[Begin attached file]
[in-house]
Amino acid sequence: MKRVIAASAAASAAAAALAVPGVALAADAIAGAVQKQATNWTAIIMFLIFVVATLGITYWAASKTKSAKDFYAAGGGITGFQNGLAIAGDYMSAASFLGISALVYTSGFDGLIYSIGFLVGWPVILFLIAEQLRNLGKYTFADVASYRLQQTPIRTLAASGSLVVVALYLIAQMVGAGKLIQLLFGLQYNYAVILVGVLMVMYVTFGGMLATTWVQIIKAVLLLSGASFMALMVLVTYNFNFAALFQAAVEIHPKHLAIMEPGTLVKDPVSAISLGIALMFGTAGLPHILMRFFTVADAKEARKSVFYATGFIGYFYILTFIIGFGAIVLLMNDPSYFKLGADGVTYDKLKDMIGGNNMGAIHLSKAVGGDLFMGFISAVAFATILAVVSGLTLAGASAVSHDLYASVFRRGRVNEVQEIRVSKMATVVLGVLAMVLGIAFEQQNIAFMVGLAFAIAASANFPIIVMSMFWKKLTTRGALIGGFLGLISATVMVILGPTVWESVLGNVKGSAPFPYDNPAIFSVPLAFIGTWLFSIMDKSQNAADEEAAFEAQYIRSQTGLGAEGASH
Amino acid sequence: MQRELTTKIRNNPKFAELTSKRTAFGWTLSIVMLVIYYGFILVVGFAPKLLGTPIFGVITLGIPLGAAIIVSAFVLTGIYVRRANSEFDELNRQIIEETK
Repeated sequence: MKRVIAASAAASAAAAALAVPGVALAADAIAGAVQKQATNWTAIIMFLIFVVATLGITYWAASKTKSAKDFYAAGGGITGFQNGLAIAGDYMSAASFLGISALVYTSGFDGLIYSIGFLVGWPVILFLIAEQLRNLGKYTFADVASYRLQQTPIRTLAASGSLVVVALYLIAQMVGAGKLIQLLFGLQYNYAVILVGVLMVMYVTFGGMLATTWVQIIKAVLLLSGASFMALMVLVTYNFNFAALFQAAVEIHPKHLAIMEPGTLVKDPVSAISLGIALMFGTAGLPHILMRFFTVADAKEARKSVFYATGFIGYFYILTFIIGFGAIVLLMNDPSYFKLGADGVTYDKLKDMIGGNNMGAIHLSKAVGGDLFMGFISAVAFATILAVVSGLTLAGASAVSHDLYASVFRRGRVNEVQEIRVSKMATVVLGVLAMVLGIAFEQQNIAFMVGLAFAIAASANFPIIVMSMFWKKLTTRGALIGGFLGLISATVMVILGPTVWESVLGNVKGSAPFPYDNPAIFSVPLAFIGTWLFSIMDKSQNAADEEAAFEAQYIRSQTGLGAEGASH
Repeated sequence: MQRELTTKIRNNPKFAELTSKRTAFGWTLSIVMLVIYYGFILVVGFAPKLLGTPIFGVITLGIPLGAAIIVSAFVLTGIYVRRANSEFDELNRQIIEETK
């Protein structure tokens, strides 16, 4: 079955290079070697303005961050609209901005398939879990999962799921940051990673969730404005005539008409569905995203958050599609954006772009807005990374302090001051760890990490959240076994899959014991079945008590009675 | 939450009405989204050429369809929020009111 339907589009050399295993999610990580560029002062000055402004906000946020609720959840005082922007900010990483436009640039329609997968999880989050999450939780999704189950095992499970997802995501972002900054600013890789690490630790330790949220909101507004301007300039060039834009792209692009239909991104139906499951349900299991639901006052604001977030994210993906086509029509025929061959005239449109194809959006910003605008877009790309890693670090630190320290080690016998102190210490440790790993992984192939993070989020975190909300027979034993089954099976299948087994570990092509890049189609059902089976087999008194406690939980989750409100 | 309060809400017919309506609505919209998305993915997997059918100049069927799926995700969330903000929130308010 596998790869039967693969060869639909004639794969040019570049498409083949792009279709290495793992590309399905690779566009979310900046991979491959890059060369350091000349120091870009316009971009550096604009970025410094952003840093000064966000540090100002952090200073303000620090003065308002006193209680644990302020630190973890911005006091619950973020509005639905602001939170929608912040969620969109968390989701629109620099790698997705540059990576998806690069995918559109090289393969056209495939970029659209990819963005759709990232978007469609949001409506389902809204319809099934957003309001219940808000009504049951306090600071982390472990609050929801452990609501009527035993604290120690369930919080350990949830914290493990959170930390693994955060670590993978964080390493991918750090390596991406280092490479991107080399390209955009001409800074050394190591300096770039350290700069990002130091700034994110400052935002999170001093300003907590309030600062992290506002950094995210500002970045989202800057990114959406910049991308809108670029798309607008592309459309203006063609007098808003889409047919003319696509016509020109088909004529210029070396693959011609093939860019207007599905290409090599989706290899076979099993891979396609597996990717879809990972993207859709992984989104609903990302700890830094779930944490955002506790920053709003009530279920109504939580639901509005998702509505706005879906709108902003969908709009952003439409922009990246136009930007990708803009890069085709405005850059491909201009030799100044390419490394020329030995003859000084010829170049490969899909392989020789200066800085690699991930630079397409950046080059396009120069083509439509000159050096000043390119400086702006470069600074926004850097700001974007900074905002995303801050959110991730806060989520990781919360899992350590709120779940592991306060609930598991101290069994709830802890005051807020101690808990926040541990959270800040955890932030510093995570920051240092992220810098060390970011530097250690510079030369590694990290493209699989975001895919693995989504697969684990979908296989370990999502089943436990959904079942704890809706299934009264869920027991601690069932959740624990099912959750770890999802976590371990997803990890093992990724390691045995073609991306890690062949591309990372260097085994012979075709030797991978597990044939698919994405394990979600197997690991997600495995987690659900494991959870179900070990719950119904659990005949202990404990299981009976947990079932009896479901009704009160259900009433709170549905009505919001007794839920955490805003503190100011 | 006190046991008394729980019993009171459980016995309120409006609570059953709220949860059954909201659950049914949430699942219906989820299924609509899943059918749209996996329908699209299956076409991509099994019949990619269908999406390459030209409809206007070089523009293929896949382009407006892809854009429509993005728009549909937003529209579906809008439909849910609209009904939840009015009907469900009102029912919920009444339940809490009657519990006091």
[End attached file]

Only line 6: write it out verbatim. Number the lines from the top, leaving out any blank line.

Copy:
């Protein structure tokens, strides 16, 4: 079955290079070697303005961050609209901005398939879990999962799921940051990673969730404005005539008409569905995203958050599609954006772009807005990374302090001051760890990490959240076994899959014991079945008590009675 | 939450009405989204050429369809929020009111 339907589009050399295993999610990580560029002062000055402004906000946020609720959840005082922007900010990483436009640039329609997968999880989050999450939780999704189950095992499970997802995501972002900054600013890789690490630790330790949220909101507004301007300039060039834009792209692009239909991104139906499951349900299991639901006052604001977030994210993906086509029509025929061959005239449109194809959006910003605008877009790309890693670090630190320290080690016998102190210490440790790993992984192939993070989020975190909300027979034993089954099976299948087994570990092509890049189609059902089976087999008194406690939980989750409100 | 309060809400017919309506609505919209998305993915997997059918100049069927799926995700969330903000929130308010 596998790869039967693969060869639909004639794969040019570049498409083949792009279709290495793992590309399905690779566009979310900046991979491959890059060369350091000349120091870009316009971009550096604009970025410094952003840093000064966000540090100002952090200073303000620090003065308002006193209680644990302020630190973890911005006091619950973020509005639905602001939170929608912040969620969109968390989701629109620099790698997705540059990576998806690069995918559109090289393969056209495939970029659209990819963005759709990232978007469609949001409506389902809204319809099934957003309001219940808000009504049951306090600071982390472990609050929801452990609501009527035993604290120690369930919080350990949830914290493990959170930390693994955060670590993978964080390493991918750090390596991406280092490479991107080399390209955009001409800074050394190591300096770039350290700069990002130091700034994110400052935002999170001093300003907590309030600062992290506002950094995210500002970045989202800057990114959406910049991308809108670029798309607008592309459309203006063609007098808003889409047919003319696509016509020109088909004529210029070396693959011609093939860019207007599905290409090599989706290899076979099993891979396609597996990717879809990972993207859709992984989104609903990302700890830094779930944490955002506790920053709003009530279920109504939580639901509005998702509505706005879906709108902003969908709009952003439409922009990246136009930007990708803009890069085709405005850059491909201009030799100044390419490394020329030995003859000084010829170049490969899909392989020789200066800085690699991930630079397409950046080059396009120069083509439509000159050096000043390119400086702006470069600074926004850097700001974007900074905002995303801050959110991730806060989520990781919360899992350590709120779940592991306060609930598991101290069994709830802890005051807020101690808990926040541990959270800040955890932030510093995570920051240092992220810098060390970011530097250690510079030369590694990290493209699989975001895919693995989504697969684990979908296989370990999502089943436990959904079942704890809706299934009264869920027991601690069932959740624990099912959750770890999802976590371990997803990890093992990724390691045995073609991306890690062949591309990372260097085994012979075709030797991978597990044939698919994405394990979600197997690991997600495995987690659900494991959870179900070990719950119904659990005949202990404990299981009976947990079932009896479901009704009160259900009433709170549905009505919001007794839920955490805003503190100011 | 006190046991008394729980019993009171459980016995309120409006609570059953709220949860059954909201659950049914949430699942219906989820299924609509899943059918749209996996329908699209299956076409991509099994019949990619269908999406390459030209409809206007070089523009293929896949382009407006892809854009429509993005728009549909937003529209579906809008439909849910609209009904939840009015009907469900009102029912919920009444339940809490009657519990006091």